When it was announced that Jay-Z had formed a partnership with the NFL to combat police brutality through strategic Super Bowl halftime show programming, one of the most logically sound arguments, put forth by only the most intellectual members of the community, was that we should take a wait-and-see approach to deciding whether or not this was a good idea. Ridiculous though it may seem, what if it really does result in the police not popping a cap in an unarmed black man’s ass anymore?
It’s quite possible that none of the cops involved in the high profile police killings of black men in the past few years was familiar with Meek Mill’s music. I was largely unfamiliar with the rapper’s oeuvre, before his beef with Drake, a while back. Truth be told, I don’t know if I ever heard his response to Drake’s hilariously devastating “Back to Back.” I may have just heard that thing where Funkmaster Flex threatened to play it for like an hour and never did.
Nevertheless, I was impressed by the story of how Meek Mill was strung along on probation for over 10 years by a black female judge who wanted him to record a duet with Boyz II Men and may have also wanted The D, and how he was sprung from the pokey by a cabal of CAC billionaires, including Robert Kraft, who was later caught getting a handy from an Asian lady who, for what it’s worth, was way past the age of consent. That ought to count for something, right?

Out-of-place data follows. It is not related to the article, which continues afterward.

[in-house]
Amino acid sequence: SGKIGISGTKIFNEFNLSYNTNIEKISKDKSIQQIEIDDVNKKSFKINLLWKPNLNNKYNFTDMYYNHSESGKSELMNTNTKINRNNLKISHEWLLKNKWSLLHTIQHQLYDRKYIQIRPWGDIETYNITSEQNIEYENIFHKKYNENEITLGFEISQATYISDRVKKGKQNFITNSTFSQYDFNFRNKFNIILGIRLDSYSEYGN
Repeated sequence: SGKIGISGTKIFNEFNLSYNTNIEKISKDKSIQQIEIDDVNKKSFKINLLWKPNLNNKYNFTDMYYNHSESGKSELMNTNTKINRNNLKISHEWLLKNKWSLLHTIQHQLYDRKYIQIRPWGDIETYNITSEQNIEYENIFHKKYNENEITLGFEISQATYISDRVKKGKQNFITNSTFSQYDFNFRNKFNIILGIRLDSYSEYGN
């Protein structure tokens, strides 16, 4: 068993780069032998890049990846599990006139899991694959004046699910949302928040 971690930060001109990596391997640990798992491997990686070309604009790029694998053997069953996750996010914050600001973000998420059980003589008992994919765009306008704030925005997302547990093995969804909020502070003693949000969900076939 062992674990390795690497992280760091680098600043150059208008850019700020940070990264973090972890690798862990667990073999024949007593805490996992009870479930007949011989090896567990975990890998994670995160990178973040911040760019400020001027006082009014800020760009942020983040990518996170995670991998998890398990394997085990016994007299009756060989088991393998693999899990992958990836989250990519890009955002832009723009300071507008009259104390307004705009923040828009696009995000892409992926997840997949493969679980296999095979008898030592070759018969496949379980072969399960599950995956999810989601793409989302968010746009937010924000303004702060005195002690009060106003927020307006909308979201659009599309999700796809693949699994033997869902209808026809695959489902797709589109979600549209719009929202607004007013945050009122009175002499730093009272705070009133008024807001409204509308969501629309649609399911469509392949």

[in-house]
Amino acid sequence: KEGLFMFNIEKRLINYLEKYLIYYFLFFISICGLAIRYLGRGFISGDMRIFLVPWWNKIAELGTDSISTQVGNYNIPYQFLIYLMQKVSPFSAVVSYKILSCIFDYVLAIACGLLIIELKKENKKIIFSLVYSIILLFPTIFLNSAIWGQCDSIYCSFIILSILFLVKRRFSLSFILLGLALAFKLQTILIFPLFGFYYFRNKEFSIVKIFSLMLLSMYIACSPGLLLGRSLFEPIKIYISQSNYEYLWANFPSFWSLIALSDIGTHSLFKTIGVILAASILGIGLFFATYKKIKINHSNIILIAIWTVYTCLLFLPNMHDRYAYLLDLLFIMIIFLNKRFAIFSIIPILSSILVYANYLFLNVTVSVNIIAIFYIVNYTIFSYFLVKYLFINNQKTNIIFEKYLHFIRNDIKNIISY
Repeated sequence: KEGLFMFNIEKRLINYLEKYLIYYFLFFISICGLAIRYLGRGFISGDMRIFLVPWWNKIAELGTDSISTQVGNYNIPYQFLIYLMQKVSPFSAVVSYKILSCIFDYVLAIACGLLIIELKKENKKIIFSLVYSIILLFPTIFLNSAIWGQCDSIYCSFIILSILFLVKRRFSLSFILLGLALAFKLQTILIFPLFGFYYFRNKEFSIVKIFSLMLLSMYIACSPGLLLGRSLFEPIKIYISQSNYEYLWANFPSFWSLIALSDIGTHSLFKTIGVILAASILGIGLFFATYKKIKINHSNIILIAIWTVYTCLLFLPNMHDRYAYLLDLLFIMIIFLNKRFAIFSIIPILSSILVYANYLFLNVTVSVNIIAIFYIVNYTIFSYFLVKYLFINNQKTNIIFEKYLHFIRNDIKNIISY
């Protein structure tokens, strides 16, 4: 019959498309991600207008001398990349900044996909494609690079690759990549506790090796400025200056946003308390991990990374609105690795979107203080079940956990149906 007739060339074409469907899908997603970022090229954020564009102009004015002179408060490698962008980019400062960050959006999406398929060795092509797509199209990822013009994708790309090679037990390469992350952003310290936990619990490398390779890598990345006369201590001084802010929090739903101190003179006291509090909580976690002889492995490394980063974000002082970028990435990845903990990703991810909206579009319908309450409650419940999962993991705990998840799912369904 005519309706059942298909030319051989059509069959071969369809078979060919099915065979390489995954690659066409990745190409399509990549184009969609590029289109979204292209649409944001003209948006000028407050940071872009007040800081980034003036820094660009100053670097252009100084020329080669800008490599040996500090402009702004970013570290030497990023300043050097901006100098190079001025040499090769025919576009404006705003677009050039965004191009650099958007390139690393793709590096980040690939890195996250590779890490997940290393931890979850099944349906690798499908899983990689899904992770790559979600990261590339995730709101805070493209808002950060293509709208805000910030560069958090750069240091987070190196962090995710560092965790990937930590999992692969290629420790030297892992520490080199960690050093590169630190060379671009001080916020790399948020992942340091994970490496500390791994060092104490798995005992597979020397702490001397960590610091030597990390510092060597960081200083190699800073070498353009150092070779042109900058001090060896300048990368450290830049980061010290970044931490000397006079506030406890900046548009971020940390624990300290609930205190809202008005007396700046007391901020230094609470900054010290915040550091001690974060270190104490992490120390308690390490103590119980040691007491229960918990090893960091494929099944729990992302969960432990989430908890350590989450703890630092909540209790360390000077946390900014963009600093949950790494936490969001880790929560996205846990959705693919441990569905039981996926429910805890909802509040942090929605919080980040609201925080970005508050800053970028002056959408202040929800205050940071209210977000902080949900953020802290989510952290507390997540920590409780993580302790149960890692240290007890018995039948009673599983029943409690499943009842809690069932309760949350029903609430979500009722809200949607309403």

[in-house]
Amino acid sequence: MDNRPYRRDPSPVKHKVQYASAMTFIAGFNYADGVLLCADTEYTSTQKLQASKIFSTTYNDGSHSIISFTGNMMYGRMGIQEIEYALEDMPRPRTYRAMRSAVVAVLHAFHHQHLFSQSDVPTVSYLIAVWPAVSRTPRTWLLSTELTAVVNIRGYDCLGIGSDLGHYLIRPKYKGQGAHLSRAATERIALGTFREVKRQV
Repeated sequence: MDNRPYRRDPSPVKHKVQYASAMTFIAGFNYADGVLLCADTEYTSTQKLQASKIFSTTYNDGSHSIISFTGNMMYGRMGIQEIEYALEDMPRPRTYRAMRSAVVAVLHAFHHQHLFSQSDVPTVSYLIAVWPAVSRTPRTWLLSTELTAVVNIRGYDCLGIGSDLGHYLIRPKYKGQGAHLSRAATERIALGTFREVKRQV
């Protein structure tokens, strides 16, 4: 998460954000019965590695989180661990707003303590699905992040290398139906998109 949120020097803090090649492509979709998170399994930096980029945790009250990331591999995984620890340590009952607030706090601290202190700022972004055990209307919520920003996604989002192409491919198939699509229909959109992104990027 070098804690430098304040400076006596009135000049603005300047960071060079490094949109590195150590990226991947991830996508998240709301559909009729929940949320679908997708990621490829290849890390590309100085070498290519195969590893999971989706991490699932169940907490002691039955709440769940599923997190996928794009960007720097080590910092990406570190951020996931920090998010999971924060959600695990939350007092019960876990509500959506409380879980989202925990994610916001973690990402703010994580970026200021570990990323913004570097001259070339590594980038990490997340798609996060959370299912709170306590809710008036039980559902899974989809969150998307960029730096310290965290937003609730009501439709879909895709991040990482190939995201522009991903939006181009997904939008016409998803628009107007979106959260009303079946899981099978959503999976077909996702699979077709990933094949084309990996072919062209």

It’s clear that Meek Mill has a certain effect on white billionaire owners of sports franchises, and it stands to reason that he could have a similar effect on the police, if only they could hear one of his songs in, say, the Super Bowl halftime show. Now they’ll have that opportunity. It was announced the other day that Meek Mill, along with Meghan Trainor, will perform at an event in Chicago, in what I’m thinking could be a dry run for next year’s Super Bowl.
It’s also been announced that social-justice-themed t-shirts will be made available. At the very least, these shirts will likely carry the message that it’s wrong for the police to kill black people, mmkay? It remains to be seen whether any of the proceeds will be donated to charities that fight police brutality or if, as was the case with Occupy Wall Street, Jay-Z will keep them for himself. He might have concerns about the efficacy of other civil rights organizations. Did any of them think to make a t-shirt?
If he hasn’t already, Meek Mill might consider recording, with Trainor, the duet he never had to record with Boyz II Men. There might not be time between now and the event in Chicago, but they can definitely have something ready to go by January. Performing a duet will have the dual effect of making a Meek Mill song more relatable to white people and helping Trainor get her career back in order.
Trainor hasn’t had a hit since “All About That Bass,” in 2014, and I think Roc Nation might be trying to rebrand her as a white artist whose songs are played on black radio stations, à la “Careless Whisper”-era George Michael(s). She’s down a few pounds from when she was at her commercial peak, but she’s still firmly within the range in which she’d appeal primarily to black men.
If she were a more attractive woman, people might not like the idea of her performing with Meek Mill. This may have occurred to Jay-Z, and if it did, it just goes to show what a sophisticated thinker he is. He might do away with police brutality just yet!
Take it easy on yourself,